Arguably Dragonforce, called Dragonheart originally when I saw them prior to their huge current popularity supporting Stratovarius, pioneered the UK’s power metal surge into a scene that was and probably still is European dominated. Having now seen the band countless times over the years I do find that Dragonforce is vilified by UK metal fans and even power metal fans for some reason. True enough the guys in the band are a bunch of posing wankers but so what, they don’t do anything different posing wise to that of old outfits like Priest, Maiden, Scorpions, Whitesnake. OK the band has that glam feminine touch on stage but when it comes down to it Dragonforce write tunes that nobody else could even attempt such is the speed and intricacy of the songs. Critically it is fair to say their tunes have been overly long even on CD, which makes them overstay their welcome when played live admittedly.

It is now some four years since the bands last album “Ultra Beatdown” in 2008 and their last with vocalist ZP Theart, who has gone onto front a new act called I Am I. In comes the new vocalist Marc Hudson and a new album that shows a revitalised Dragonforce continuing their trademark high velocity power metal virtuosity. The four year recharging has done wonders to the band for me, the tunes are shorter, but still delivered at warp speed and Marc Hudson’s voice adds a few new touches to the album that have maybe been missing before. Power metal music has always been about having fun, shaking that fist and head-banging, posing while you do it if you want, with all manner of paraphernalia infecting the scene to create that fun element. OK it is cheesy and some of the more cheesier stage elements, attire and props makes me cringe but when it all comes down to it power metal is fun music pure and simple.

“The Power Within” starts with a very sweet lead melody interrupted by a drum fill and gradual build up that you know is about to charge into warp speed guitar acrobatics. Marc’s immediate high pitch vocal intro is perfect as the lightning double kick would give any death metal band a run for its money, even if it features lower in the mix than death metal would do. The rampant lead harmonies are everywhere as you’d expect with duelling solos played at either bloody hell or fucking hell speed. Debatably this is where many fans draw the line in power metal which is a shame as this album has much shorter tunes overall with the longest clocking just over seven minutes. The vocal delivery is similar to ZP, clean and anthemically driven, the lyrics are sung as quickly as the guitar in places. “Fallen World” again starts with a nice guitar harmony before the hyper fast guitar riff and fret board wizardry. The tune has sporadic snare blasts that Dragonforce has used before. I’d liken this tune to something off the sadly defunct Lost Horizon debut such as “Heart Of Storm”.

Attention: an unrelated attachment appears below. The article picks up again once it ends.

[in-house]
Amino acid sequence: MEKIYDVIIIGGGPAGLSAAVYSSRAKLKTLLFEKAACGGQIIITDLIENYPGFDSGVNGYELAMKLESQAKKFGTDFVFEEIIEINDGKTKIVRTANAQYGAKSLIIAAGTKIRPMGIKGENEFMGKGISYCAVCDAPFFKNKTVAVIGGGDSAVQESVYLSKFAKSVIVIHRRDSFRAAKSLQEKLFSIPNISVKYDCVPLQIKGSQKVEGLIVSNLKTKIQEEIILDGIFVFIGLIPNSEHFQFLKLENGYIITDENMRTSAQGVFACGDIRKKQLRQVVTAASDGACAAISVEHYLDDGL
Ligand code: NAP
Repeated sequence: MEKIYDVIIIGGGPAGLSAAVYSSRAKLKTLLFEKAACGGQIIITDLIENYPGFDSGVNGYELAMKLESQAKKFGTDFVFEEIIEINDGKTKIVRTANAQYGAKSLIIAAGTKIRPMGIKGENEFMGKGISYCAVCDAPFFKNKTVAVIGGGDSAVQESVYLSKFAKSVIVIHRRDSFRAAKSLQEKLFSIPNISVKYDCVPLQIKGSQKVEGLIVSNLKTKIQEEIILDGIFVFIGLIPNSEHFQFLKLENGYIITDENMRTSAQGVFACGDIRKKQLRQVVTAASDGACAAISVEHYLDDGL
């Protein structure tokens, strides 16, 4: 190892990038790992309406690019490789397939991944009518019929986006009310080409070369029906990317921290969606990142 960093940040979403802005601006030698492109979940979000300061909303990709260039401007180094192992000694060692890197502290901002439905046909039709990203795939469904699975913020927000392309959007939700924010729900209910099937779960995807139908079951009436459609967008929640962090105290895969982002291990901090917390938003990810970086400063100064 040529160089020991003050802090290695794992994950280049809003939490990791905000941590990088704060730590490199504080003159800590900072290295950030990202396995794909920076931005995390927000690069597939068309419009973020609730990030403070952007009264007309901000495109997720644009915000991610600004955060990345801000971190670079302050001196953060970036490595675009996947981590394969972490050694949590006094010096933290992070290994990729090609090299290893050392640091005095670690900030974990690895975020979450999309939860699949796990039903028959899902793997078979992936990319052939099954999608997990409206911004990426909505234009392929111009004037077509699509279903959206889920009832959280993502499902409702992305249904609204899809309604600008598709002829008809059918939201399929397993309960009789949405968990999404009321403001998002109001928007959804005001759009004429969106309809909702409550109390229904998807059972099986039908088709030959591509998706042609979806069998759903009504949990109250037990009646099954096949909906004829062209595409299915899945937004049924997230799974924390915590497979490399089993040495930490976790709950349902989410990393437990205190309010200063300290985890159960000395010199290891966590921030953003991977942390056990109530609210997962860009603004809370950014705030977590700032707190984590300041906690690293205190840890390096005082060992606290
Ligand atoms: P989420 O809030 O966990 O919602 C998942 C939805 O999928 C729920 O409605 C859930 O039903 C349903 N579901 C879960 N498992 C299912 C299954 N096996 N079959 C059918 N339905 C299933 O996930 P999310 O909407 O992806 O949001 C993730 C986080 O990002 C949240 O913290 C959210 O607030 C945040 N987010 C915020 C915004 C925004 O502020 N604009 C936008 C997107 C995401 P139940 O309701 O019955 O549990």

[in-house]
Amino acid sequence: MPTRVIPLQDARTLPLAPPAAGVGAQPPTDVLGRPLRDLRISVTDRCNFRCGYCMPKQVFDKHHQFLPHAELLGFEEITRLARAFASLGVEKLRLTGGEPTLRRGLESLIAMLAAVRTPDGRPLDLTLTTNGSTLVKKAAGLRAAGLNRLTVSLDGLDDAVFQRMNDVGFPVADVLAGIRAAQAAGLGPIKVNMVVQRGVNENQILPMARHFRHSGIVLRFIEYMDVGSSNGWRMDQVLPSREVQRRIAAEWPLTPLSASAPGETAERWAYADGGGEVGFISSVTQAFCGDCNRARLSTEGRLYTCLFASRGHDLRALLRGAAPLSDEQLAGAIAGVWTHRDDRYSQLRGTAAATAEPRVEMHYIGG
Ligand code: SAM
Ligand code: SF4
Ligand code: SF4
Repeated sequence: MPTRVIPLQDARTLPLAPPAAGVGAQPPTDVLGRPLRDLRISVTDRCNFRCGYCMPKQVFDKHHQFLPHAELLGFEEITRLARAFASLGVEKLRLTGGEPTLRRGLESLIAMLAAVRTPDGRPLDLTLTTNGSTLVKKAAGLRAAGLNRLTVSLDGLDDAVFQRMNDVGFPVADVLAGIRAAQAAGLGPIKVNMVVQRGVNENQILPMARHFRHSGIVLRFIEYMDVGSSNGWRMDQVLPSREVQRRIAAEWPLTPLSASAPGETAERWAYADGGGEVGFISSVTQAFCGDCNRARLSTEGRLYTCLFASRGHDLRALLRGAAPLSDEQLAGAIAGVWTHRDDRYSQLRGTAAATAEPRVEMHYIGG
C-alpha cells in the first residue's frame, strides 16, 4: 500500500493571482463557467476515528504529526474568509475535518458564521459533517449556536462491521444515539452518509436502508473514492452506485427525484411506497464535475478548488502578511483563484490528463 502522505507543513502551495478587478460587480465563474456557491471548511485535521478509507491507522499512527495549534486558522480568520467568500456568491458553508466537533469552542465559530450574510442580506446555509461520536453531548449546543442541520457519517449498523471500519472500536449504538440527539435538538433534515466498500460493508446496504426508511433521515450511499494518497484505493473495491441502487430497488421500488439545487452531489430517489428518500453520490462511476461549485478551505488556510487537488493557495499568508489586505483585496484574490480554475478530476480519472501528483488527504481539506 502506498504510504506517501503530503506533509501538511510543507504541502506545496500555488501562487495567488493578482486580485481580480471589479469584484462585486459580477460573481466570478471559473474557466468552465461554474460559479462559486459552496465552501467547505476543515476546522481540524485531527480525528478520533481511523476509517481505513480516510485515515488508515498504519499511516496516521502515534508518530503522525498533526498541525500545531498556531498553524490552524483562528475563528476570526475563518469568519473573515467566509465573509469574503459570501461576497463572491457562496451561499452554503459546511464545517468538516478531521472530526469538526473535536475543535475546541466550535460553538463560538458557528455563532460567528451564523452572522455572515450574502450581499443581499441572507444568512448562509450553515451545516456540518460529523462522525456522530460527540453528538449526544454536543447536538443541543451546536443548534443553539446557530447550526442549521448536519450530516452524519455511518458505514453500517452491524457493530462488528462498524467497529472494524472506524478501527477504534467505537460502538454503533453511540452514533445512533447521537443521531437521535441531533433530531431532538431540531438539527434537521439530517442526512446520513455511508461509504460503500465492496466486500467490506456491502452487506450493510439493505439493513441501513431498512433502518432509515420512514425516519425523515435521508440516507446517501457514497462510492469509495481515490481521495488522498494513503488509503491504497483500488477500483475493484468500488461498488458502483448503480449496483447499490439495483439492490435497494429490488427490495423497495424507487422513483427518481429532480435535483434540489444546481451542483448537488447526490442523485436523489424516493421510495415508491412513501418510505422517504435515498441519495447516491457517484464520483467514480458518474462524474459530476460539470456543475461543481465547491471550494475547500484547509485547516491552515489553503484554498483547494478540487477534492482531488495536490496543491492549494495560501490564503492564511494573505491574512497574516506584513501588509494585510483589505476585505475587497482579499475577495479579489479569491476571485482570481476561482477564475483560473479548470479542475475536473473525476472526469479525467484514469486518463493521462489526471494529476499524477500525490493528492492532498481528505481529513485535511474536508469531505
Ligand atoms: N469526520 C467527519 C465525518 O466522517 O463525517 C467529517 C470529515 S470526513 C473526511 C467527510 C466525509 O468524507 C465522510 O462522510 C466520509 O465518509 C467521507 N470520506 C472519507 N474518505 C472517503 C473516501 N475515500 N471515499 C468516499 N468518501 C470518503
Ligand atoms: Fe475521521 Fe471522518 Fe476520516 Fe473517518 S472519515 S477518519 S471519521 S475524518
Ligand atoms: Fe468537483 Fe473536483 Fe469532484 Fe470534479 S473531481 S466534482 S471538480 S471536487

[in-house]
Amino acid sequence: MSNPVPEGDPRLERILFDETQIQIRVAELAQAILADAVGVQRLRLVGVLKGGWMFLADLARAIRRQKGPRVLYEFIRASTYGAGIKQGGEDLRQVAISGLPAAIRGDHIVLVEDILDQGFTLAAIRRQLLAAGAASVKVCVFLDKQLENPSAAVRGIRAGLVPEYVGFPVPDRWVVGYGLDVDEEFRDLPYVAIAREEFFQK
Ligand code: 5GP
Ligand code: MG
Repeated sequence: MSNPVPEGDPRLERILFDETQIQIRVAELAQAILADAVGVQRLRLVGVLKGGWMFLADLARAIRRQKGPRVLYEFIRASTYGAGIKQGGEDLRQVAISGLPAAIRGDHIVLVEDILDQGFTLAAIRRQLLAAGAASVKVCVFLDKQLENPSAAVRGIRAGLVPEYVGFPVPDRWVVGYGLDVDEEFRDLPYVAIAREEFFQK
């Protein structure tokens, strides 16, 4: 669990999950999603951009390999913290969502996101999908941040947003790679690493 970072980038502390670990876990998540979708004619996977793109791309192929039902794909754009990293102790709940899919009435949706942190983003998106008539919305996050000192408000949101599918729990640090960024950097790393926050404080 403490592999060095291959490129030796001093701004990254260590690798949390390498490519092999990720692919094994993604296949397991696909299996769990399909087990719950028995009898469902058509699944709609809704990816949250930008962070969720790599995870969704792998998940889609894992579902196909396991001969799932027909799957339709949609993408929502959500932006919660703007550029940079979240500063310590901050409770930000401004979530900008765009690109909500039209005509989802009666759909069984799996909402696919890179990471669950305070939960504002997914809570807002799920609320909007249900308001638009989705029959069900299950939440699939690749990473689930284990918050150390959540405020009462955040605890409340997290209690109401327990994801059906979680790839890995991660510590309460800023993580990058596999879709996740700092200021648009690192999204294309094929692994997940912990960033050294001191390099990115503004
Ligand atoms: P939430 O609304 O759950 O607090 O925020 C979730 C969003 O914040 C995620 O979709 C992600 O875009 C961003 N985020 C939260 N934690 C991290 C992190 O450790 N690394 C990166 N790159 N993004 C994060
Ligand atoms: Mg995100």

Dragonforce do not do slow leads as we all know but with this album the solos fit within the concept of each song instead of being juxtaposed against the body of the rhythm just for the sake of it. That might take some convincing for some people I admit but after a few listens this albums sits very comfortably for me, next to anything that Firewind, Rhapsody Of Fire or Dream Evil has put out. “Cry Thunder” offers a change being much slower, it has a bouncy folk element like Rhapsody Of Fire and a massive chorus that is sure to make it onto the live set. The song also contains the keyboard and guitar duel and contains a marching harmony that would make it onto a Running Wild album.  The epic tune is “Wings Of Liberty” which begins with a piano intro and a ballad like vocal line, which eventually is superseded by a breakneck riff and followed by a riff segue that is momentarily like “Paradise” by Stratovarius. As with all Dragonforce songs the complexity of the arrangements is often diminished by the all encompassing speed of the songs, as the switches between piano facets and bass work alternate very smoothly. The leads are typical but here the band branches out a tad by offering a more rock like lead solo.

One of the more surprising songs is “Seasons” which is much calmer, not a ballad however, just a slower power metal song that boasts vocals not too dissimilar to Timo Kotipelto (Stratovarius), slightly higher in pitch and tad more effeminate. The solo in the song is Gus G (Firewind) inspired to me, slower, deliberate and highly adept as Marc shows he can reach some very high notes indeed. It’s back to all out speed on “Heart Of The Storm” with moments bordering speed metal as again the double kick blast components return. More familiar Dragonforce material follows on “Die By The Sword” with a nice riff and harmony, something this band could probably write in their sleep to be honest. Again there is a hugely catchy chorus as the album’s penultimate tune is “Last Man Stands” before an acoustic rendition of “Seasons”. The former is slower again with keyboards being dominant with drums and vocals. The shift into double bass is inevitable and works brilliantly as this song feels like a hyper speed heavy metal song with lead overload. The acoustic version of “Season” works exceptionally well with this song, seeing as it is the slowest song on the album. The body of the song is totally intact and sounds like a mid era Stratovarius tune similar to “Forever”.

Personally “The Power Within” is a great return to the power metal scene and with an album that is generally more accessible than previous efforts, stalwart DF fans will probably say it’s not fast enough whereas I am positive this will gain the band new fans and maybe re-establish some fans who have become disheartened with the band over the years.

8.5/10 (Martin Harris)